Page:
LYON, France—When the Taliban shoved him out of the sedan with the butts of their Kalashnikovs, Medhi could barely walk. For eight hours, they had blindfolded him, kept his hands tied behind his back, and beat his legs with plastic pipes.
“To kill you is our right for two reasons,” he says the Taliban members shouted at him. “One, because you are working for the Americans and therefore against Islam. Second, because you are Hazara and not a pure Muslim.”
This was the third time the Taliban had threatened Medhi for his work as a security guard with the U.S. military on Bagram Air Base. They indicated they wouldn’t let him survive a fourth.
After seven hours, the Taliban offered Medhi a deal: “I could live, but it was my responsibility to help them sneak six of them into Bagram so they could plan an attack,” Mehdi tells The War Horse. “I had 24 hours to get security uniforms and make up lies to infiltrate them. I had no choice but accept, and they let me go.”
He never went back to Bagram.
Rather than betray the Americans he worked with, Medhi went straight to the apartment where he lived with his mother and four younger siblings.
“My mother told me that whatever happens, I would be killed,” he says. “I knew that if I carried out the Taliban’s orders, I would be executed. And if I didn’t, I would be executed anyway. My father had disappeared, and I didn’t want my family to be targeted.”
Medhi’s mother called his uncle, who arranged for him to leave Kabul the next day.
It’s possible that Medhi’s decision saved numerous American lives at Bagram.
‘The Rights of Man’
Medhi, whose name has been changed to protect his identity, tells this story from Lyon, France, where he fled—taking a circuitous, potentially deadly route—after leaving Afghanistan. There, his request for asylum has been rejected twice. If it is rejected again, he will have few choices: to try again in another European country with perhaps the same results; stay in France illegally, which means spending his life hiding from authorities; or, if caught, be deported to Afghanistan, where he will most likely be threatened again or even killed by the Taliban.
“France was supposed to be the country of the droits de l’homme (rights of man),” Mehdi said.
After Afghans risked their lives working with the Americans as interpreters, guides, sources, and guards—sometimes assuming the United States would keep them safe in return for their help—they’ve instead been denied visas by the thousands. This comes even as the U.S. military members they served with say they worry about the consequences both to the Afghans and to future generations of U.S. service members.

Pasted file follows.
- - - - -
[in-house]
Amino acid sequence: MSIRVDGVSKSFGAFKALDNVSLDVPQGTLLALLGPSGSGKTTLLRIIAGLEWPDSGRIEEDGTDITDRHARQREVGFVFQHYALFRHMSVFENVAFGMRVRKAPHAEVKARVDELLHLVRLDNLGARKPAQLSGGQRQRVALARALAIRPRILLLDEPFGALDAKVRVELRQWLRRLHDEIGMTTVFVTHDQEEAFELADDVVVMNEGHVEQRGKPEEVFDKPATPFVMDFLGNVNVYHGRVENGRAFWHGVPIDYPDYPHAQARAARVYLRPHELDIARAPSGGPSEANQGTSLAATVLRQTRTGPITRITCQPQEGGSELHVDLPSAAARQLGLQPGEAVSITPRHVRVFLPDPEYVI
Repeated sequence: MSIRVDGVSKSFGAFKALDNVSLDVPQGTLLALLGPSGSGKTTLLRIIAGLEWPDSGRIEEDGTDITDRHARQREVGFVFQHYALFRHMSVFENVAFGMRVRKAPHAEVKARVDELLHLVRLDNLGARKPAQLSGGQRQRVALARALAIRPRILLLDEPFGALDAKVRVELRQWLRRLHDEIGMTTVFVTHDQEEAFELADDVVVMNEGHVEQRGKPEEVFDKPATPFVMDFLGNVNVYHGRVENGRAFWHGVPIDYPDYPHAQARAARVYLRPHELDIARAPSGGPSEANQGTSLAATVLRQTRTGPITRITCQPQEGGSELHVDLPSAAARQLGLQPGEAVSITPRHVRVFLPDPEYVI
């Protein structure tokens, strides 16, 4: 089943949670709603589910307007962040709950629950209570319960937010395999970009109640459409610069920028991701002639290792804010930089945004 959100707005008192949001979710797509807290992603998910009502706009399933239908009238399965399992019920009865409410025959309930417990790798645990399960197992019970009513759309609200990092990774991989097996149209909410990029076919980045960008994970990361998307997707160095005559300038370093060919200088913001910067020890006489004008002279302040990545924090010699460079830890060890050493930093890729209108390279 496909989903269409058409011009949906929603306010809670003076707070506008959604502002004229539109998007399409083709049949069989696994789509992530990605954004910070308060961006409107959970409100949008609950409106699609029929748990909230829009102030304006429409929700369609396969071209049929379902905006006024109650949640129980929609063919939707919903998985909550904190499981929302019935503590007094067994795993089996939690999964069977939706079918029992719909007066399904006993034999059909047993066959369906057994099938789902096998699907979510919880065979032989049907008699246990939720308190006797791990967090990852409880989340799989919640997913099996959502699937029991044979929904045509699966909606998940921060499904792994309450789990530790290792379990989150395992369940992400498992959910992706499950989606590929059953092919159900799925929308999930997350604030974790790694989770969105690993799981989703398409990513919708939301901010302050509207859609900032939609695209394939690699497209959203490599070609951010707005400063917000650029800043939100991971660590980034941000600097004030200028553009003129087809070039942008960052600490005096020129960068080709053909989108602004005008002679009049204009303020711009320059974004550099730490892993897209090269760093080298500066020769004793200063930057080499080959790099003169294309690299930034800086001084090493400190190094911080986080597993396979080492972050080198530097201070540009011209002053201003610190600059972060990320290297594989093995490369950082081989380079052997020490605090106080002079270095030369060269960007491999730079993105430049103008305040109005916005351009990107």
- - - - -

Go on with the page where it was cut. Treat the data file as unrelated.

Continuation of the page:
In Afghanistan itself, there is no hope: Tens of thousands of people who worked as Mehdi did to help the United States fear the Taliban will hunt them down the instant American protection leaves.
Rather than face rejection by the United States or likely death back home, Mehdi pins his hopes on a French dandy named Walid.
A Silk Scarf, Artfully Draped
Walid presides at the center of the table under the intermittent snapping fluorescent ceiling lights of a convenience store. No one ever catches Walid without suede shoes and a silk scarf draped artfully around his shoulders. Like his look, his smell is unmistakable: Dior cologne, cumin, and a lingering scent of the Cuban cigars he smokes with his cognac when the sun goes down.
“My ex-girlfriend is the former Miss Lithuania,” Walid tells us, tossing back his long salt-and-pepper hair with a wave of his impeccably manicured hand.
He flips through his cell phone looking for pictures of the courtship.
Everyone in the Lyon community of Afghan refugee applicants knows that, when all else fails with French immigration, it’s time to call Walid. In addition to providing friendship and food, he runs a free-of-charge service to assist refugees like Medhi navigate the notoriously cumbersome French paperwork.
His work with them is a testament to the reality that Afghans have been fleeing war and violence in their country in waves for almost half a century: first the Soviets, then the Taliban.
Walid, an Afghan refugee himself, comes from a different generation and socioeconomic class. His well-off family escaped to France in the early 1980s as his father, an intellectual and critic of Afghanistan’s government, was threatened by the communist regime. They were granted asylum easily.
Walid tells The War Horse Medhi represents the face of many caught up in a sordid phenomenon of the Afghan refugee crisis that will be exposed further as U.S. troops leave: Working alongside Americans provides little guarantee of gaining refugee status. However, it is certain that Afghans who worked in any capacity with the military and have remained in the country confront retaliation from the Taliban.
‘I Was Afraid There, Too’
Mehdi felt a sense of hope—for himself and for his family—when he took the job at Bagram.
In 2014 when U.S. and NATO forces began to wind down their 11-year-long occupation, Medhi checked entering vehicles for explosive devices. He’d heard about the post while selling produce from a cart in Kabul where he didn’t earn enough to take proper care of his family. The job, obtained through a U.S. contractor called Anham and managed by the Afghan Ministry of the Interior, came with a high monthly salary. Medhi says he couldn’t refuse.
“The experience was a good one overall,” Medhi says. “However, I never even thought about living anywhere else than Afghanistan. When I took the job, it was for economic reasons for my family only.”
He would spend three days at Bagram, where he slept, and return to Kabul to see his family for the remainder of the week. He worked with Afghans and men from places like Nepal and China. Even though he was employed there for two years, he had almost no contact with Americans. He didn’t speak English, and the few exchanges he had with the Americans were through his boss, who had a translator.